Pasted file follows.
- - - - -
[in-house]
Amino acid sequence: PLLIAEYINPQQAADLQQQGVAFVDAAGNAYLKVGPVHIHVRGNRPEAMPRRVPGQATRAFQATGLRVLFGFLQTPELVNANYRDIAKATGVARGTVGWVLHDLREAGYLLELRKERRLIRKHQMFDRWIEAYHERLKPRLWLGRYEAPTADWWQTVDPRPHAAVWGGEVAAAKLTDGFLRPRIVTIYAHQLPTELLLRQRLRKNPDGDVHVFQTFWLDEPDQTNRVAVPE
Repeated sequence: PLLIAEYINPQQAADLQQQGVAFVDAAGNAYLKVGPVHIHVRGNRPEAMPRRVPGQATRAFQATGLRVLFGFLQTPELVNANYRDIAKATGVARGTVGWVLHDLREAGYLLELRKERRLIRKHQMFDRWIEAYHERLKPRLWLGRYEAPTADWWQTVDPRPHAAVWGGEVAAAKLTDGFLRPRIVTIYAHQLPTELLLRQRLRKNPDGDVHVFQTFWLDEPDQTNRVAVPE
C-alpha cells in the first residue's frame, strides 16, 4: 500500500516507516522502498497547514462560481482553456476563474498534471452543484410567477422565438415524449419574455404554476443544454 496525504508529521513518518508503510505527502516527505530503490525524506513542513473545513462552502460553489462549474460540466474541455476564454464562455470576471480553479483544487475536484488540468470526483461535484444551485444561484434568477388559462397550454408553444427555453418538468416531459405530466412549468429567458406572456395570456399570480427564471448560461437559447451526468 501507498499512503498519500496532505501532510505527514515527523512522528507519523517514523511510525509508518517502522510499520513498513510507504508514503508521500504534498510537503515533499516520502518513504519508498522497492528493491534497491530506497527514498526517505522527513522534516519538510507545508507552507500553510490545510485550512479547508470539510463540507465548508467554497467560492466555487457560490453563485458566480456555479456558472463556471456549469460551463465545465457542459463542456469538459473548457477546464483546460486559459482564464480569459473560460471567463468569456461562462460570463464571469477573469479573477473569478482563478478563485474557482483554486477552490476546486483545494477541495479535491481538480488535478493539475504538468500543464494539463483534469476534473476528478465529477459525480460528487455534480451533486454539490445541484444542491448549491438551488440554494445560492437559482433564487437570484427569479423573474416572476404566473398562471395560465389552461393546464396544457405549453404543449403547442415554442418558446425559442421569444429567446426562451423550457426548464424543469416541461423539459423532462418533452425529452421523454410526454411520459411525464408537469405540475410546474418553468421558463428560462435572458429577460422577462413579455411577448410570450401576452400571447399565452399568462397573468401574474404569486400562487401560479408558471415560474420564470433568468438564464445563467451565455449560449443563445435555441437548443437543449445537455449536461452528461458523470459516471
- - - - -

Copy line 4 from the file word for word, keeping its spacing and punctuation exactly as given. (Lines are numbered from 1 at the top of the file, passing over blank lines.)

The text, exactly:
C-alpha cells in the first residue's frame, strides 16, 4: 500500500516507516522502498497547514462560481482553456476563474498534471452543484410567477422565438415524449419574455404554476443544454 496525504508529521513518518508503510505527502516527505530503490525524506513542513473545513462552502460553489462549474460540466474541455476564454464562455470576471480553479483544487475536484488540468470526483461535484444551485444561484434568477388559462397550454408553444427555453418538468416531459405530466412549468429567458406572456395570456399570480427564471448560461437559447451526468 501507498499512503498519500496532505501532510505527514515527523512522528507519523517514523511510525509508518517502522510499520513498513510507504508514503508521500504534498510537503515533499516520502518513504519508498522497492528493491534497491530506497527514498526517505522527513522534516519538510507545508507552507500553510490545510485550512479547508470539510463540507465548508467554497467560492466555487457560490453563485458566480456555479456558472463556471456549469460551463465545465457542459463542456469538459473548457477546464483546460486559459482564464480569459473560460471567463468569456461562462460570463464571469477573469479573477473569478482563478478563485474557482483554486477552490476546486483545494477541495479535491481538480488535478493539475504538468500543464494539463483534469476534473476528478465529477459525480460528487455534480451533486454539490445541484444542491448549491438551488440554494445560492437559482433564487437570484427569479423573474416572476404566473398562471395560465389552461393546464396544457405549453404543449403547442415554442418558446425559442421569444429567446426562451423550457426548464424543469416541461423539459423532462418533452425529452421523454410526454411520459411525464408537469405540475410546474418553468421558463428560462435572458429577460422577462413579455411577448410570450401576452400571447399565452399568462397573468401574474404569486400562487401560479408558471415560474420564470433568468438564464445563467451565455449560449443563445435555441437548443437543449445537455449536461452528461458523470459516471